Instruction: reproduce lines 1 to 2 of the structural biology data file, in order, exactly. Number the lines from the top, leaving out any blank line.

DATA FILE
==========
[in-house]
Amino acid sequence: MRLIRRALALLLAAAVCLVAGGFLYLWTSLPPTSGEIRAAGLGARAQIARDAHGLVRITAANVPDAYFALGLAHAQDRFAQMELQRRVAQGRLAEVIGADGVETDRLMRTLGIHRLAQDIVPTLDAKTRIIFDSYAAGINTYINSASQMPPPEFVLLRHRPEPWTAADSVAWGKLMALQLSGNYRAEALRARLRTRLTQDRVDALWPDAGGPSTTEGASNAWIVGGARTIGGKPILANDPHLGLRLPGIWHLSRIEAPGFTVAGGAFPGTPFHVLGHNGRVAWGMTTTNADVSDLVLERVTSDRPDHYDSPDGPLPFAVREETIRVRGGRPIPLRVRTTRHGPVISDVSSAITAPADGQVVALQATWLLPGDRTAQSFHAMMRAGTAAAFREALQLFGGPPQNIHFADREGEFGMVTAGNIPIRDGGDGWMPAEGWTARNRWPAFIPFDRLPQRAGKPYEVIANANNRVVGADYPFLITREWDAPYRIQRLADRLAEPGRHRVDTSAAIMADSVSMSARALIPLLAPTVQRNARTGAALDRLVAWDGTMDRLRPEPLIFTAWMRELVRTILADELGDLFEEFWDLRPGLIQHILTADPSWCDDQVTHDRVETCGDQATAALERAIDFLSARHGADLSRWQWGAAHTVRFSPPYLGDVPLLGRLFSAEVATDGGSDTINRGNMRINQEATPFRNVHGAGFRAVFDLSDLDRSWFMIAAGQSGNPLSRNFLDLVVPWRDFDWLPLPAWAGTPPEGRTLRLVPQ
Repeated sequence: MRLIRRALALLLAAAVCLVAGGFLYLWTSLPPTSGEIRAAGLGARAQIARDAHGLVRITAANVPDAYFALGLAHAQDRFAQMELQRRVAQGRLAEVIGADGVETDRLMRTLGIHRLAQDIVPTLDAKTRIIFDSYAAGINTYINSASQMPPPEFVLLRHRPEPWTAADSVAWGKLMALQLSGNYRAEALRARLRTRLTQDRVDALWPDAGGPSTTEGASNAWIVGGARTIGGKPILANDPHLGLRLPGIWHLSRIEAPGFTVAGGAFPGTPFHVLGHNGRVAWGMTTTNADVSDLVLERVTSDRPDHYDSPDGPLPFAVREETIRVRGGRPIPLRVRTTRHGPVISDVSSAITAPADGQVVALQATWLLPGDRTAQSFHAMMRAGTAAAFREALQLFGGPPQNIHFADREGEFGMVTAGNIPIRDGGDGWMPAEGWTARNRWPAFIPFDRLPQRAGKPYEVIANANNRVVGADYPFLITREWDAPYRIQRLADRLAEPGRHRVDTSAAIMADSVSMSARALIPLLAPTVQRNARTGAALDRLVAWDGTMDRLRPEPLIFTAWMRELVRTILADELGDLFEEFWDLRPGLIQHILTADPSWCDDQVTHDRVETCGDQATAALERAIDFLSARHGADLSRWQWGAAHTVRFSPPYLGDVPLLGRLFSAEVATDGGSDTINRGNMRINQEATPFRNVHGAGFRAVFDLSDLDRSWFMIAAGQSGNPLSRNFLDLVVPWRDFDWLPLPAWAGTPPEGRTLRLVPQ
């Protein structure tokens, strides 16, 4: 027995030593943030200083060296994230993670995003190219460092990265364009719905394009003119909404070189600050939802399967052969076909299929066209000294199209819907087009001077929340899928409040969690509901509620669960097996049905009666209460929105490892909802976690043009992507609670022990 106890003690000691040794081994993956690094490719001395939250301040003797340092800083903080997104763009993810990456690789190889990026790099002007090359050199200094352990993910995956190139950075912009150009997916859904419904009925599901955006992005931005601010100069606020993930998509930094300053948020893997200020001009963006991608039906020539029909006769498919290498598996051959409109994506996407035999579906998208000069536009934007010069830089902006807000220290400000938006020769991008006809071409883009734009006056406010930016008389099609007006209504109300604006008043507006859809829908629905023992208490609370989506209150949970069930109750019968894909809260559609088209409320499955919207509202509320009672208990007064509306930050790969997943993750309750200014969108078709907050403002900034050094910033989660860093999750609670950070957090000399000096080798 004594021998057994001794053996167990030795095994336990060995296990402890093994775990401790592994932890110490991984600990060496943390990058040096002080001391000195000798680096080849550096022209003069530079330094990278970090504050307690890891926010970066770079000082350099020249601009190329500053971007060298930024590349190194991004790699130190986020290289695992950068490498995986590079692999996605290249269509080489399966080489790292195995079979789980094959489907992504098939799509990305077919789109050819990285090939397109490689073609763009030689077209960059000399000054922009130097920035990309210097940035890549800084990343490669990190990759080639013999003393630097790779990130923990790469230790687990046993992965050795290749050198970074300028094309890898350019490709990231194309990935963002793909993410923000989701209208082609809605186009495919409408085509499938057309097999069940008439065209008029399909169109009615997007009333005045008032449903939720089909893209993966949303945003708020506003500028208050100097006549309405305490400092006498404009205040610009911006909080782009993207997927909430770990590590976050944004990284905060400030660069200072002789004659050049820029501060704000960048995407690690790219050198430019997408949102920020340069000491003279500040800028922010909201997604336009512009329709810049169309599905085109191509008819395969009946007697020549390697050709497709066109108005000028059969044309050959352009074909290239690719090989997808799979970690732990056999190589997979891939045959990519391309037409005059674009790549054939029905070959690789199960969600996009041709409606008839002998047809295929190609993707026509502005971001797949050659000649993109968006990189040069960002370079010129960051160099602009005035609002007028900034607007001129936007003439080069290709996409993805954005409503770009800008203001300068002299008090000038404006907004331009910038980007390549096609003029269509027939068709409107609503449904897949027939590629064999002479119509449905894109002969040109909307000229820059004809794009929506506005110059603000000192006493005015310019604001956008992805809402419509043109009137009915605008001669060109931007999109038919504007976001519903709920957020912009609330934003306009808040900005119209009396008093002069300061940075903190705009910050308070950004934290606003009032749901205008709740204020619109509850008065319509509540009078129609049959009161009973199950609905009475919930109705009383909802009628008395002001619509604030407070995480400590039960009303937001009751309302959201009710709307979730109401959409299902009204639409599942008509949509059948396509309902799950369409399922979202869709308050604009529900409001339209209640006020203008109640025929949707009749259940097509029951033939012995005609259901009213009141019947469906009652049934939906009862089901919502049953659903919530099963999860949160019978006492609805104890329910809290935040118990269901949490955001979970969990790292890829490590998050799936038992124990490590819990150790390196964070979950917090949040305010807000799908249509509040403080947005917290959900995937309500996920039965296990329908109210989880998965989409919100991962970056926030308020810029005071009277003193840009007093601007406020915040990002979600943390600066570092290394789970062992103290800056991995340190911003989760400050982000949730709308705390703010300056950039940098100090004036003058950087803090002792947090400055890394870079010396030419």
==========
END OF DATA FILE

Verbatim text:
[in-house]
Amino acid sequence: MRLIRRALALLLAAAVCLVAGGFLYLWTSLPPTSGEIRAAGLGARAQIARDAHGLVRITAANVPDAYFALGLAHAQDRFAQMELQRRVAQGRLAEVIGADGVETDRLMRTLGIHRLAQDIVPTLDAKTRIIFDSYAAGINTYINSASQMPPPEFVLLRHRPEPWTAADSVAWGKLMALQLSGNYRAEALRARLRTRLTQDRVDALWPDAGGPSTTEGASNAWIVGGARTIGGKPILANDPHLGLRLPGIWHLSRIEAPGFTVAGGAFPGTPFHVLGHNGRVAWGMTTTNADVSDLVLERVTSDRPDHYDSPDGPLPFAVREETIRVRGGRPIPLRVRTTRHGPVISDVSSAITAPADGQVVALQATWLLPGDRTAQSFHAMMRAGTAAAFREALQLFGGPPQNIHFADREGEFGMVTAGNIPIRDGGDGWMPAEGWTARNRWPAFIPFDRLPQRAGKPYEVIANANNRVVGADYPFLITREWDAPYRIQRLADRLAEPGRHRVDTSAAIMADSVSMSARALIPLLAPTVQRNARTGAALDRLVAWDGTMDRLRPEPLIFTAWMRELVRTILADELGDLFEEFWDLRPGLIQHILTADPSWCDDQVTHDRVETCGDQATAALERAIDFLSARHGADLSRWQWGAAHTVRFSPPYLGDVPLLGRLFSAEVATDGGSDTINRGNMRINQEATPFRNVHGAGFRAVFDLSDLDRSWFMIAAGQSGNPLSRNFLDLVVPWRDFDWLPLPAWAGTPPEGRTLRLVPQ